I’ve been doing this CinemaShame thing for a couple years now. If you haven’t seen some of my past posts about CinemaShame, this will get you up to full speed. An even shorter explanation is that each year you pick 12 movies you feel some sort of shame for not having watched. Movies you’ve been told to see dozens of times, the classics that just sit on your shelf and mock your 13th viewing of Police Academy 3. Over the course of the next 12 months, you watch all 12 and write up some thoughts. Or not. It’s laid back like that. The write-ups tend to be half the fun because you’re forced to consider how expectation shaped your enjoyment of the film. But moving along… welcome to Volume 4 of TBTIWTW – Saturday Night Fever.
I’d yet to start in on my Shame list for 2015, which can be viewed in all of its shameful glory here so I earmarked last Saturday for a viewing of Saturday Night Fever. Shameful, right? Never having seen John Travolta’s crowning, hip-shaking, disco-feverish achievement in all of cinema. Yet I have seen Disco Godfather, which is also a must-watch if you like hilariously earnest low-budget drug war/disco films… so that must count for something.
So Saturday Night Fever isn’t about disco fever. Not really.
Pretty much all I knew about Saturday Night Fever could be boiled down to the soundtrack (which, of course, I have on vinyl – doesn’t everybody?) and this one scene:
You know I work on my hair a long time and you hit it! He hits my hair!
How can you not love that scene? Top five dysfunctional family dinner table scene.
And then, of course, there’s all the groovy disco. To preface this scene, Travolta is cajoled into hitting the dance floor with the girl standing behind him in the clip and she turns out to be a total square (stiff?), so he ditches her and goes freelance disco demi-god on the expectant populace.
I wasn’t prepared, however, for the “turn” that Saturday Night Fever takes halfway through. My uninformed notions of the film considered Fever to be a movie of bell bottoms, sequins and fluff. Brooklyn flunkie makes good through dance with intermittent conversations about being poor and Italian to break up all the disco. Sure, that’s what makes Saturday Night Fever palatable and pure entertainment, but there’s a dark underbelly here that I didn’t expect.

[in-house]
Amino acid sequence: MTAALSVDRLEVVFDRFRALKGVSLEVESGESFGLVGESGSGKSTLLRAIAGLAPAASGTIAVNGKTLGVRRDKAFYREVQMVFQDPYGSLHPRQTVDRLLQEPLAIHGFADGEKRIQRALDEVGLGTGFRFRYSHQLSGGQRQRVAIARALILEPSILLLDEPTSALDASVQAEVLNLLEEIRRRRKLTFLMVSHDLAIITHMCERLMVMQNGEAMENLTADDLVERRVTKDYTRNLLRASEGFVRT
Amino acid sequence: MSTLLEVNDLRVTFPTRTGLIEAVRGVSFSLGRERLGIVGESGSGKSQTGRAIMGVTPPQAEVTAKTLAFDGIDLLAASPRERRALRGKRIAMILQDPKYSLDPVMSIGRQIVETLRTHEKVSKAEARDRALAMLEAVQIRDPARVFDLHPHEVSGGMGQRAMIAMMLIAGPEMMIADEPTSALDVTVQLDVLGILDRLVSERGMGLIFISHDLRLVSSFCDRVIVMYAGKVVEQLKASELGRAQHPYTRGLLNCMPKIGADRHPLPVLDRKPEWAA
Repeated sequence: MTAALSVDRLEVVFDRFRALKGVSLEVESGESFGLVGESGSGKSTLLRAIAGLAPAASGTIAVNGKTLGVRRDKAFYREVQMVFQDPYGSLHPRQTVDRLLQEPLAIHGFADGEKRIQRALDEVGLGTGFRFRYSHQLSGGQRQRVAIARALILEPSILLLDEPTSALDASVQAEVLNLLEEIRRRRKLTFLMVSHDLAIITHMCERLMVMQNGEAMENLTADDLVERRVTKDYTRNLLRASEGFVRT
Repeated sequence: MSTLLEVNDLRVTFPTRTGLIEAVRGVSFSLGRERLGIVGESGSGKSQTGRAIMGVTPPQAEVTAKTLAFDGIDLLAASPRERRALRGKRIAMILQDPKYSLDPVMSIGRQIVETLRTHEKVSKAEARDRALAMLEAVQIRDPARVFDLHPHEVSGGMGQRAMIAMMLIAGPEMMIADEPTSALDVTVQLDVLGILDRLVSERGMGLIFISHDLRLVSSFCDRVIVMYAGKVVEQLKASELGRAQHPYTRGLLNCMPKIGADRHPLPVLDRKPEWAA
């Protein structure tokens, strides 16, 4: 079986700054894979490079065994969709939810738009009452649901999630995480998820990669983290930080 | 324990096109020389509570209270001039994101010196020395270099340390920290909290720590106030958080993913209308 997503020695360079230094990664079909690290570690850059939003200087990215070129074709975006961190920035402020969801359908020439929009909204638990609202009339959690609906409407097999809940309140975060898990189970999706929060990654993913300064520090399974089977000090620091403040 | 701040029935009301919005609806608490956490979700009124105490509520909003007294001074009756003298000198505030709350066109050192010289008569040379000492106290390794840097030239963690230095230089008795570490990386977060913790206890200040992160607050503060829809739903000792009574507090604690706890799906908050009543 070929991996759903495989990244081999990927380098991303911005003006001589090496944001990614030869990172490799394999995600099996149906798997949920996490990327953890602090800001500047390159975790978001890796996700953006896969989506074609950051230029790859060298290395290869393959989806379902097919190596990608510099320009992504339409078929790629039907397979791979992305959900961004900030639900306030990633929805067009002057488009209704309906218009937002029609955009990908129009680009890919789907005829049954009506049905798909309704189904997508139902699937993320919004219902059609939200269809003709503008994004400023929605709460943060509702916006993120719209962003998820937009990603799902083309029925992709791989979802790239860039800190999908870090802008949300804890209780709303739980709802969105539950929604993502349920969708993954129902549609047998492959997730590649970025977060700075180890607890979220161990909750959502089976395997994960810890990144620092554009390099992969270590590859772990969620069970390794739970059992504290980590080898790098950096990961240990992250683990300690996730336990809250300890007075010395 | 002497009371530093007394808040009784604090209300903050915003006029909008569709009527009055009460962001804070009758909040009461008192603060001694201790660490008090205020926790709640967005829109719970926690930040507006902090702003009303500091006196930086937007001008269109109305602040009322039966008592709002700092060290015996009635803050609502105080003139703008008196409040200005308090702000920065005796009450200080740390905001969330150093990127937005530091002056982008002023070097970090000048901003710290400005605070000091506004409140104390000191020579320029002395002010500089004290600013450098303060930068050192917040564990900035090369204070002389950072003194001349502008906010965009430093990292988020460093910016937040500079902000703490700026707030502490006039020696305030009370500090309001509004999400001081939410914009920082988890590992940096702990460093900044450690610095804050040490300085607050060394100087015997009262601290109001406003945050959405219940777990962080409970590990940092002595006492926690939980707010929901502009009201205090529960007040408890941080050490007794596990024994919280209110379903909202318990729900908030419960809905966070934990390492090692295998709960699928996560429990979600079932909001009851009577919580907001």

Travolta’s character Tony never really makes good. He’s full of promise and all the potential in the world, but he realizes that he can’t actually make good with dance. He encounters an existential crisis. He’s not a child anymore. He’s working at a paint store (and being an exceptional employee), dancing on the weekends for fun and little golden trophies when his esteemed (worshipped?) brother quits his clergy position and falls from grace. And now Tony he realizes that he will never, ever get him out of Brooklyn and away from the emotional abuse of his home and family. He sees that those heroes and idols to which he looked up to were little more than false martyrs.
And then when Tony takes steps to change, to be better than his surroundings and those surrounding him, he fails. He slides back into his nurtured personality. Even if his “nature” is destined for bigger and better things, the person he’s become, the Tony Manero that’s been molded by Brooklyn through his eighteen years can’t escape the undertow that drags him down.
There’s a magnificent pair of scenes on the Brooklyn Bridge — the weekend destination for Tony and his friends. A place to screw around like delinquents and to dream of what lies beyond in the twinkling lights of the promised land, Manhattan. But that’s all it is to them — a dream. There’s nothing of reality mixed into their horseplay. The last of these scenes jump-starts Tony’s final realization of self. I won’t divulge the specifics because SPOILER ALERT! some serious shit goes down. The final, tragic event forces Tony to realize that maybe he and all his friends are just a Brooklyn fuckups. The difference between he and his friends, however, is that he’d still rather be a Brooklyn fuckup fucking up somewhere other than in the same old place, doing the same old shit…. he’d rather reach for that dream across the Brooklyn bridge.
Saturday Night Fever ends with a most conflicted and uncertain denouement. The viewer can choose optimism, if they choose. The viewer can also choose disappointment, and a return to the same troubles Tony wanted to escape. We know he’s a good person with good intentions, but director John Badham has left us with the sinking feeling that none of that will be enough to deliver this character fully from the past, the past that will forever drag him away from success… and back to Brooklyn… or even worse… a sequel.